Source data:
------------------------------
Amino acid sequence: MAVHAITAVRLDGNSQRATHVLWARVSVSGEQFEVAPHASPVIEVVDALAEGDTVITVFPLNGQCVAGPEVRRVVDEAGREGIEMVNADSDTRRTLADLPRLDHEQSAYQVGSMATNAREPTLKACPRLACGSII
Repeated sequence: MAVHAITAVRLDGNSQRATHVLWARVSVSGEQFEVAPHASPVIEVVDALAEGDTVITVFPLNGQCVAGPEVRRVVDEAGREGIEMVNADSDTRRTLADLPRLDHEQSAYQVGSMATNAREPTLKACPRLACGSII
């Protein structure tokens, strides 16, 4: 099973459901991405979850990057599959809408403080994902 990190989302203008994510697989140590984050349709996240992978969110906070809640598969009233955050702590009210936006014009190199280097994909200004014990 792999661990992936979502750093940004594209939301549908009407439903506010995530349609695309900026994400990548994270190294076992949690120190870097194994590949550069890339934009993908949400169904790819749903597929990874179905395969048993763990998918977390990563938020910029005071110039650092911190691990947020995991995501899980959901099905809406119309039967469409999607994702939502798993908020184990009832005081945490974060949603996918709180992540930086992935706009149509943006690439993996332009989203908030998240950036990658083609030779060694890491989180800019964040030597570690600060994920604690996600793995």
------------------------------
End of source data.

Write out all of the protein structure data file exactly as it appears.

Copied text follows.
Amino acid sequence: MAVHAITAVRLDGNSQRATHVLWARVSVSGEQFEVAPHASPVIEVVDALAEGDTVITVFPLNGQCVAGPEVRRVVDEAGREGIEMVNADSDTRRTLADLPRLDHEQSAYQVGSMATNAREPTLKACPRLACGSII
Repeated sequence: MAVHAITAVRLDGNSQRATHVLWARVSVSGEQFEVAPHASPVIEVVDALAEGDTVITVFPLNGQCVAGPEVRRVVDEAGREGIEMVNADSDTRRTLADLPRLDHEQSAYQVGSMATNAREPTLKACPRLACGSII
């Protein structure tokens, strides 16, 4: 099973459901991405979850990057599959809408403080994902 990190989302203008994510697989140590984050349709996240992978969110906070809640598969009233955050702590009210936006014009190199280097994909200004014990 792999661990992936979502750093940004594209939301549908009407439903506010995530349609695309900026994400990548994270190294076992949690120190870097194994590949550069890339934009993908949400169904790819749903597929990874179905395969048993763990998918977390990563938020910029005071110039650092911190691990947020995991995501899980959901099905809406119309039967469409999607994702939502798993908020184990009832005081945490974060949603996918709180992540930086992935706009149509943006690439993996332009989203908030998240950036990658083609030779060694890491989180800019964040030597570690600060994920604690996600793995």